Infamous Townsend bear captured, to be relocated in forest
By Wes Wade | (email@example.com)
Townsend officials have captured a bear they believe is the same animal responsible for appearing at a Townsend residence as many as three times a day within the last two months.
Townsend Police Chief Ron Suttles confirmed the animal was captured around 4 p.m. Friday outside the aforementioned residence and will be relocated to the Cherokee National Forest area some time today. Suttles said the Tennessee Wildlife Resources Agency will take responsibility for the transportation.
In the meantime, they’re taking good care of the fellow, he said.
“We’re keeping him cooled down,” Suttles said. “He’s doing real good. He’s about a 2-year-old bear, about 175, 180 pounds ... (a) good physical shape bear.”
Suttles explained that the bears they’ve captured in the area recently — about four within the last two months — are just hungry and looking for food. None of the animals have been aggressive, he explained.
“Just a lot of bears,” he said. “A lot of hungry bears. They’re mainly hunting for something to eat, that’s it. We ain’t had no real aggressive bears. None of the bears I’ve moved have been aggressive or nothing. They’re just hungry, coming in close trying to find something to eat is what they’re doing.”
Too close for comfort
But that coming in close has given people like 12-year Townsend resident Kerry Shibley a fright.
She explained she wasn’t afraid of the animal until it started approaching dangerously close to her or anyone visiting her home.
“The bear came out of the woods just as pretty as you please,” Shibley said concerning an encounter on Aug. 18, the same day the animal broke a vase on the windowsill and left bloody paw prints on a window near the kitchen. “If this bear wants to, he can come right through these doors and windows.”
One of Shibley’s neighbors who phoned police about the incident, in fact, believed the bear had done just that when they heard the vase break and saw the bear outside the residence.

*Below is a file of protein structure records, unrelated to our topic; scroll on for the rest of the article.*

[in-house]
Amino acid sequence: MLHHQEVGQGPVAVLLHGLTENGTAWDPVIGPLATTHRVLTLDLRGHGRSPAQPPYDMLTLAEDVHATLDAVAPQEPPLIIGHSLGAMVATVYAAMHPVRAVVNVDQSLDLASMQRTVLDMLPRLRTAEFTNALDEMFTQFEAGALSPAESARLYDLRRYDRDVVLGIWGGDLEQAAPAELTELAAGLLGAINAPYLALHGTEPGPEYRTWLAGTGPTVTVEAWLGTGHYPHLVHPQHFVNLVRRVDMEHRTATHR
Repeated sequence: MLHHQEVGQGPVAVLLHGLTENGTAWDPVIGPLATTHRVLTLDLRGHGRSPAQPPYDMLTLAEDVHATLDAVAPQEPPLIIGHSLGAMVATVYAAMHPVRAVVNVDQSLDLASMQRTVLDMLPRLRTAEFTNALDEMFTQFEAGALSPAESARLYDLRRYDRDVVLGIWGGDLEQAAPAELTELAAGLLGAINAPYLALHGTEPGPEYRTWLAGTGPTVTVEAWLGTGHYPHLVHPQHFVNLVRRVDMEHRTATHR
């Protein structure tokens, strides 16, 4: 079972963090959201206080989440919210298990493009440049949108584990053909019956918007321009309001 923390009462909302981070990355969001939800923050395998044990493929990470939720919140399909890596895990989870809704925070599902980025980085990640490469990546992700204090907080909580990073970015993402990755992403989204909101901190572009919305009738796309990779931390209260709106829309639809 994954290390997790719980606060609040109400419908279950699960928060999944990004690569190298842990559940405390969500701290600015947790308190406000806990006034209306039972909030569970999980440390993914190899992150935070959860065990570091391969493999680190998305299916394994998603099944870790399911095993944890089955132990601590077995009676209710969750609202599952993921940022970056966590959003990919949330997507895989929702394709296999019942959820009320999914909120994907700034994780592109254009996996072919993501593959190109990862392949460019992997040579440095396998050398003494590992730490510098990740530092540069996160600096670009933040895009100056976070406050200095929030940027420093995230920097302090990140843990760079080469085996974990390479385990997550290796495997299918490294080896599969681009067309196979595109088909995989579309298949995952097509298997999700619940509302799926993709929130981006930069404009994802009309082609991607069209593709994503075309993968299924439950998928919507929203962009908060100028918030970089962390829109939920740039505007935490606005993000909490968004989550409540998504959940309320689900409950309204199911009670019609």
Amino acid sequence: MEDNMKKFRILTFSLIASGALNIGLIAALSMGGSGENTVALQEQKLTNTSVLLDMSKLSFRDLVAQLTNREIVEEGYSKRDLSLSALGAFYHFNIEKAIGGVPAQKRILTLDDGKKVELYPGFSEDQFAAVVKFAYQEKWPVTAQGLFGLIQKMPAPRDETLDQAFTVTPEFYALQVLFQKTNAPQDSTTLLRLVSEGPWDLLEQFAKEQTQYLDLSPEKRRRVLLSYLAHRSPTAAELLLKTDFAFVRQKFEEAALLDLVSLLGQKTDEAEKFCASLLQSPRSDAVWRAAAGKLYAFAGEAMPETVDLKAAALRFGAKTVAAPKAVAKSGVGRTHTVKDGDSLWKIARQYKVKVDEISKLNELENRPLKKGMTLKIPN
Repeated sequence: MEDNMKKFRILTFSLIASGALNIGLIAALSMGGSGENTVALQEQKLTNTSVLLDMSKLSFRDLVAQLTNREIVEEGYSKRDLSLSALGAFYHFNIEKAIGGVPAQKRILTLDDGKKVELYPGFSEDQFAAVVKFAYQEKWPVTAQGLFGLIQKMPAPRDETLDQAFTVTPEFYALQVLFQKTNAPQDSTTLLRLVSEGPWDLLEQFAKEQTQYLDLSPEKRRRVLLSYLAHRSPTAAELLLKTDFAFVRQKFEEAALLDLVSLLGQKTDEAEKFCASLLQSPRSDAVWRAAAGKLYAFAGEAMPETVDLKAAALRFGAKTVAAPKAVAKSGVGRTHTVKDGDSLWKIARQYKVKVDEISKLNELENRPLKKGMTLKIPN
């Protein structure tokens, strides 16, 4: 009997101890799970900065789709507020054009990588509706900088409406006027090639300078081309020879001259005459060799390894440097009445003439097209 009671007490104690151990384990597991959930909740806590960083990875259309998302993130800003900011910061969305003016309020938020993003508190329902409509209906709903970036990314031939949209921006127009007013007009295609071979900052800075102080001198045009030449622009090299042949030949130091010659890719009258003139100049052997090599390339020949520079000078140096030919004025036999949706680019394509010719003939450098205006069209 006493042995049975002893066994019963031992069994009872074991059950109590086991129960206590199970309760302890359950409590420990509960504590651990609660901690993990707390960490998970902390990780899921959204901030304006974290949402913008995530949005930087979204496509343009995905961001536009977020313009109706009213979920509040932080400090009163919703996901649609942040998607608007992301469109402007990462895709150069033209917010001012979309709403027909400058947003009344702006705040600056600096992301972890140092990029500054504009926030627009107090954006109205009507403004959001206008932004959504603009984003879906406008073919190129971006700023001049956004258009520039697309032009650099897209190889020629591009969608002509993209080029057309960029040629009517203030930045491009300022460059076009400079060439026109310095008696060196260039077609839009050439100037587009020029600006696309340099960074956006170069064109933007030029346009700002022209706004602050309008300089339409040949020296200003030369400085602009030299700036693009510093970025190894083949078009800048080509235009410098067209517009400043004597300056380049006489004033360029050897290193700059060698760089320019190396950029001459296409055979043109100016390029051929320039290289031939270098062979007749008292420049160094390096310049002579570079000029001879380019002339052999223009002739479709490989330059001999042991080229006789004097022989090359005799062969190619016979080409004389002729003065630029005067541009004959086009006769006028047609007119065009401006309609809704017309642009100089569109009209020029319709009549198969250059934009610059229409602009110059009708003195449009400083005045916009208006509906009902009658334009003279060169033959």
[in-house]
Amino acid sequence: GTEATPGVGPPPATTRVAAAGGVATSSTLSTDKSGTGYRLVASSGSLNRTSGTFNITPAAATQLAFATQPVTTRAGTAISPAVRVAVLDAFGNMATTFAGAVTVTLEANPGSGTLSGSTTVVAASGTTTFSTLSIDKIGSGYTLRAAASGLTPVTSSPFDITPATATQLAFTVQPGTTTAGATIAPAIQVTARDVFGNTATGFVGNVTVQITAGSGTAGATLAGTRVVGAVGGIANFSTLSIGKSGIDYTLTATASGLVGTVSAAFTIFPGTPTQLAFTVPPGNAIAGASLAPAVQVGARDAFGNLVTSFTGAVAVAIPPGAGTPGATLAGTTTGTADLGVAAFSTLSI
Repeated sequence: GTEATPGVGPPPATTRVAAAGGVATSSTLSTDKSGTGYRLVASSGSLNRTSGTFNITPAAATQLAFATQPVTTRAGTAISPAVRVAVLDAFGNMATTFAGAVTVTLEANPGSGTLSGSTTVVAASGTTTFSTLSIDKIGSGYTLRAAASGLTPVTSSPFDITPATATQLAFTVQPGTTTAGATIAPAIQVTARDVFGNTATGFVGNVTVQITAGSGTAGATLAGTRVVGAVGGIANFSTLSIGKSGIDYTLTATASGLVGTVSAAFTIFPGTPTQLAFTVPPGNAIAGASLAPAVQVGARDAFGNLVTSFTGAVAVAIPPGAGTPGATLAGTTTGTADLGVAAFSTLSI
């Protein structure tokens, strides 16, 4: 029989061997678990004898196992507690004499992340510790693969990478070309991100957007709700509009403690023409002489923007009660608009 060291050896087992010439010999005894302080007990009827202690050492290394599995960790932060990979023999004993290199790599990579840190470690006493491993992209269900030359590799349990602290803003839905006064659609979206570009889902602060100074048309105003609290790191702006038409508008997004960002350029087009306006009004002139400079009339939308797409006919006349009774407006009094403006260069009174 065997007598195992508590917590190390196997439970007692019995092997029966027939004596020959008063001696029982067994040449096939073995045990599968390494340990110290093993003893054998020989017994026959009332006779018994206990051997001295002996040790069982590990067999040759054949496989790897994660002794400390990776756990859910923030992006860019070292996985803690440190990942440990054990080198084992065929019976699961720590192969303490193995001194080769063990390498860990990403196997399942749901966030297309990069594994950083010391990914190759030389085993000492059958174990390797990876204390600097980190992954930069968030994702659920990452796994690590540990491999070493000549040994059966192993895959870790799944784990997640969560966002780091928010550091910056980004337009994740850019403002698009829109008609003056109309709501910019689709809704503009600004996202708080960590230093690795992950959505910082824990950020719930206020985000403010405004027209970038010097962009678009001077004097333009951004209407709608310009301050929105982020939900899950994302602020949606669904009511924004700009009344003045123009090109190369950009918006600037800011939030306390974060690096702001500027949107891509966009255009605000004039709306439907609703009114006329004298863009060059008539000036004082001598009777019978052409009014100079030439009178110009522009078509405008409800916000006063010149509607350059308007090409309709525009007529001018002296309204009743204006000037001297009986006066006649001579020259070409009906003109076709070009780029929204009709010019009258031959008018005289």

When Townsend Police arrived the bear was gone. That’s when they set the trap which captured the animal Friday.
No food for bears
Appalachian Bear Rescue Curator Lisa Stewart explained that this year’s natural food shortage has affected the way the bears operate. It’s a stark contrast to last year’s plentiful harvest, which ahs led to more cubs and less food, she said.
“The bears are struggling now because the soft mast (berries, grapes) did not produce in quantity and the hard mast (acorns, hickory nuts) production for the fall looks bleak,” Stewart explained in an email to the Daily Times. “Last year, the natural food supply was in abundance, so sows went to winter dens and had large litters of cubs. This year, the natural foods are in short supply and the bears are on the move in a desperate search for food.”
Stewart advised both residents and visitors alike to properly dispose of garbage in the Park area. Residents should also be mindful about leaving food out for birds or even pets — food that bears can smell and will seek out for miles.
“This is the time of year where bears are showing up where they’re not supposed to be and things can get misconstrued,” Stewart said in an interview with the Daily Times on Saturday. “We want our residents and visitors to be safe while in “Bear Country”, but we also want our bears to be safe.”
And with any luck, both Stewart and Suttles agreed, Townsend’s latest expatriate will have much more food available in its new Cherokee Forest habitat.